Wall Street Blows Up
September 16, 1920 - It was a little before noon on this day in New York City that a horse-drawn wagon rolled to a stop in front of the J.P. Morgan bank at 23 Wall Street. The driver climbed down and disappeared into the growing crowd of newsboys, street vendors, bankers and stock brokers.
Inside the wagon was 100 pounds of dynamite and 500 pounds of cast iron weights. At 12:01 a timer ignited an explosion that ripped everything apart. 38 people were killed and 143 were seriously injured. The shrapnel from the explosion blew large chunks of granite off the facade of the bank.
Police originally believed that the explosion was an accident, but as the investigation continued they began to suspect the Galleanists, a group of Italian anarchists who had set off similar bombs in the past.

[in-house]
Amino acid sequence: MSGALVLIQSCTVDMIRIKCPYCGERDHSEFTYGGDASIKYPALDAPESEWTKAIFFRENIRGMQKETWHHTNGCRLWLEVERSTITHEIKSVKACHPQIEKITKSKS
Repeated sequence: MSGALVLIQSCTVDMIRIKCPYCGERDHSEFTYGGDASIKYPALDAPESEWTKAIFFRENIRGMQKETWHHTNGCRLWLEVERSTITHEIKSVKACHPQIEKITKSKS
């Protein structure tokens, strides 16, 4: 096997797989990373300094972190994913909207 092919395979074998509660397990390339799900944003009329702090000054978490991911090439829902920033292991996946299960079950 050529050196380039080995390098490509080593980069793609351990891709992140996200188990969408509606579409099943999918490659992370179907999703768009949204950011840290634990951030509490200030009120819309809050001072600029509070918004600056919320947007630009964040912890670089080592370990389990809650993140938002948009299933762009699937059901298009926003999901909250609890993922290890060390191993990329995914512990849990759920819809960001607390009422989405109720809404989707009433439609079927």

In the end nobody was ever charged with the attack, and it remains an unsolved mystery.
At the time, it was the deadliest terrorist attack on U.S. soil. That grim record would endure until 1998 when the Oklahoma bombing claimed 168 lives.
The damaged granite facade of the J.P. Morgan bank was never repaired. Those scars are still clearly visible today.